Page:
clock menu more-arrow no yes

Filed under:

1871 Farmhouse By the 110 in University Park Landmarked

New, 18 comments

Today the City Council voted to landmark the John Marcellus Stewart Cottage, an 1871 farmhouse right by the 110 Freeway in University Park. The Folk Victorian-style cottage was built by nursery owner JM Stewart and is one of "only a handful of identified, extant wood-framed residences dating from the years just after the Civil War and before the transcontinental railroad linked Los Angeles directly with the rest of America, in 1876." Back then, the area was basically rural (nearby USC wasn't established until 1880): the house "was reported in its era as being the 'first' residence built south of Sixth Street in the "southern reaches of the city," according to its nomination (pdf) for historic-cultural monument status. Stewart ploughed under the vineyards that had been on the 17 acres surrounding the house and "turned the soil over to the development of a nursery supplying orchard and decorative plants to other Angelenos" (he became famed for his fruit and pepper trees, among other things).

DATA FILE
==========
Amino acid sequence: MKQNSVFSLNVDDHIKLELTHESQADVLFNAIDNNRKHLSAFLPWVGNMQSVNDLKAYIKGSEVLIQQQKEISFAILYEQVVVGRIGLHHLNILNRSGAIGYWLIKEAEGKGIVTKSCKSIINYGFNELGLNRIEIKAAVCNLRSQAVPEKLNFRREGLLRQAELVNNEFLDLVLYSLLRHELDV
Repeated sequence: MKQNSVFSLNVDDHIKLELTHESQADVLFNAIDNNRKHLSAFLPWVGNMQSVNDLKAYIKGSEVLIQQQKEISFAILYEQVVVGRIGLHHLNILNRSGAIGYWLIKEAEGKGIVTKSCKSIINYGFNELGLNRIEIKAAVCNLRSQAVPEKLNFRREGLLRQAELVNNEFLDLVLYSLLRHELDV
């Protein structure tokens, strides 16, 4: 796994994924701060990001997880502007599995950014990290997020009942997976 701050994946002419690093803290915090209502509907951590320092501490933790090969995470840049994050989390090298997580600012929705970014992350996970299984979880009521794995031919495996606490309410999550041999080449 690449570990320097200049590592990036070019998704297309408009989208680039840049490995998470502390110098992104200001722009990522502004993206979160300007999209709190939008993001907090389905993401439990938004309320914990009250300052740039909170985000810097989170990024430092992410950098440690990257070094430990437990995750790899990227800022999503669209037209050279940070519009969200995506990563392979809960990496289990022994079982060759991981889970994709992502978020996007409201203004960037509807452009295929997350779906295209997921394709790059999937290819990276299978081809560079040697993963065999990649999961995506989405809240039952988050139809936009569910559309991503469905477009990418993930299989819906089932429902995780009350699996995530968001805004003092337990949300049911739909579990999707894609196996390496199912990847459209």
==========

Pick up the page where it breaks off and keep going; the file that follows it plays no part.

The Stewart Cottage "is a vernacular Folk Victorian style rural farmhouse, with elements that are evocative of both Carpenter Gothic and the later Eastlake style"--it has a steep gabled roof (with a front gable that "rises to a distinctive peak"), a six-foot-wide wraparound entry porch, decorative gable bracketing with a carved leaf pattern, and "simple square porch columns with hand cut capitals and brackets." While at the time it was a pretty commonplace "owner-built country farmhouse cottage," it's now become the last of a breed. A few changes have been made over the years (small "shed-style" additions, a concrete stairway) and in 2010, asbestos siding was removed "revealing original wood siding."

Contemporary reports say Stewart put up several buildings on the property, "which no doubt would have included a barn, an outhouse and a detached kitchen"--since the LAFD didn't yet serve the "southern reaches" of the city, kitchens were often built outside the main house. Eventually, the family built a larger Victorian mansion on the property, facing Thirtieth Street (that one has been demolished).

Meanwhile, the Stewart Cottage is vacant and boarded-up and its lot has mostly been cleared; it's owned by something called 31st & Fig Development. An old Loopnet listing offers the house (and another) for free to anyone who will move them. The Cultural Heritage Commission's report on the house notes that the "building can be moved to a new location and that later additions from an unknown date on the back and side elevations can be removed."
· 511 West 31st Street / Stewart Farmhouse / Historic-Cultural Monument [LA City Clerk]